Post by TT Post by lo yeeOn
John Kerry: "A lot of Americans don't believe that we should be
fighting and sending young Americans over to die in another
Nothing controversial in that statement.
Post by lo yeeOn
"young people don't want to die anymore"
Kerry didn't say that. Just some idiot stuff from Jimmy Dore, who is an
You're missing the message, man who uses a faked North Korean address.
What Jimmy Dore was saying is that it's not only true but natural for
American young men and women to _not_ want to die in another country.
Of course, who wants to? But that's exactly why China has prospered
every new year in the last several decades during which the US has
gone down and down!
(Otherwise, why do you think Trump won the election? Russian hacking?
Don't be naive, the meekness of Obama's retaliation on the excuse that
Russia hacked our election has totally discredited that narrative!)
Fighting those neocon wars, even with other people's lives, is deeply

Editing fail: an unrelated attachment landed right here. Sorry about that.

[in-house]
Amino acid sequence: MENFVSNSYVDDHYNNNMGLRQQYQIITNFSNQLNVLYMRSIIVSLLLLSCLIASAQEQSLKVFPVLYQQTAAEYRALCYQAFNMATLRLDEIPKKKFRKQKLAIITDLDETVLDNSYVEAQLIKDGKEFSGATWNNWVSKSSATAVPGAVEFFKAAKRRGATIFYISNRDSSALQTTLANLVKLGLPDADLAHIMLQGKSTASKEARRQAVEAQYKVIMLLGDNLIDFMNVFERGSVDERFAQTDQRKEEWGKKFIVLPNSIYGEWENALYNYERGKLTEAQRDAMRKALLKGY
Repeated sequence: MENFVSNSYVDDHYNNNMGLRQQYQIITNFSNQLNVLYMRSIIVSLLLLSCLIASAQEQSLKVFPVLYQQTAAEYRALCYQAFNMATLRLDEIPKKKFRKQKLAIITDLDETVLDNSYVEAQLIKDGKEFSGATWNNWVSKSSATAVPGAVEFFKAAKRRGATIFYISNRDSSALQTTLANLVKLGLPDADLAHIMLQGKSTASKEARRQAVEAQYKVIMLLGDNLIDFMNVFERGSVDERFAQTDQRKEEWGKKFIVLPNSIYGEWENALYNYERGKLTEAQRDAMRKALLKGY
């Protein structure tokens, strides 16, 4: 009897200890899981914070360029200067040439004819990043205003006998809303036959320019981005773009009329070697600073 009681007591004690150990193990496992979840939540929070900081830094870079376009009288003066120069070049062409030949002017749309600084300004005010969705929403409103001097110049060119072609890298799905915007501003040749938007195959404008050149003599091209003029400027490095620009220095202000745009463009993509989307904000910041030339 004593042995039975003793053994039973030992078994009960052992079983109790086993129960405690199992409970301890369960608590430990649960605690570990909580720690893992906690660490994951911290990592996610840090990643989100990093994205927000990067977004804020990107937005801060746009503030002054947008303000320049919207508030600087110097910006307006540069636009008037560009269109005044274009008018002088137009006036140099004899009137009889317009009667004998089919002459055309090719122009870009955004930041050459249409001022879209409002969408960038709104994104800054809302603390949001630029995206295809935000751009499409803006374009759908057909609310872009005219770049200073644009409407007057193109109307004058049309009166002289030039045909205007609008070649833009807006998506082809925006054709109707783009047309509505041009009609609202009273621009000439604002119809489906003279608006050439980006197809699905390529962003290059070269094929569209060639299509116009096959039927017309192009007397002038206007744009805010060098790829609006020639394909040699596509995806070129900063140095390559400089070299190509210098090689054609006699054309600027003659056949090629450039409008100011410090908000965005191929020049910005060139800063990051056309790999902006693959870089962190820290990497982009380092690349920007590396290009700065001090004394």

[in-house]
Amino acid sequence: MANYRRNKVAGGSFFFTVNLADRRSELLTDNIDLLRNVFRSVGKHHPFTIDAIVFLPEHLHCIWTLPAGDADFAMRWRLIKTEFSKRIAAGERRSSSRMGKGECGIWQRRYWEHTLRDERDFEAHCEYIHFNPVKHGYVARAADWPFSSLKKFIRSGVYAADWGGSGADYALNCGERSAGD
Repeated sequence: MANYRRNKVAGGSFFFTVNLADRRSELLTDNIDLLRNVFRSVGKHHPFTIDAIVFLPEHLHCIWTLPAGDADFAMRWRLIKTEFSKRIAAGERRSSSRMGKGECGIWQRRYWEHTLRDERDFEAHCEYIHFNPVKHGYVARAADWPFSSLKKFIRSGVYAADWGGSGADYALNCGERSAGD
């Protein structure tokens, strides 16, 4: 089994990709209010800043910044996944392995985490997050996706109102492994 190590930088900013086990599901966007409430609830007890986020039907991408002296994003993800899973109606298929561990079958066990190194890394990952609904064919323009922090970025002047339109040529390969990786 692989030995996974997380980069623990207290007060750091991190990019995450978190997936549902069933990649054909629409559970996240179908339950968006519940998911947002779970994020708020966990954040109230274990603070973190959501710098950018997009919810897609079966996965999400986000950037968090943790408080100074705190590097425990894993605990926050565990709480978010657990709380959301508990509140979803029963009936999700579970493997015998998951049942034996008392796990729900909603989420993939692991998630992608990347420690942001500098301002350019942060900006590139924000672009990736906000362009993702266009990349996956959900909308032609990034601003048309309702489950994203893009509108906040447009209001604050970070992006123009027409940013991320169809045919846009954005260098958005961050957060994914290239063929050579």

And that's why the US has not only seen itself in economical decline,
but also in decline in medicine, science and engineering.
The things that make us rich these days are social media like Reid
Hoffman's LinkedIn and endless consolidations like Oracle's Safra
Catz. They always say, this stuff makes money off advertising. But
what are they advertising? More LinkedIn related stuff and more
While consolidation is a part of the free-market system, the dizzying
number of them in the hand of those who have tens of billions and have
the "credit" score to close the deal is a sign of unwellness of this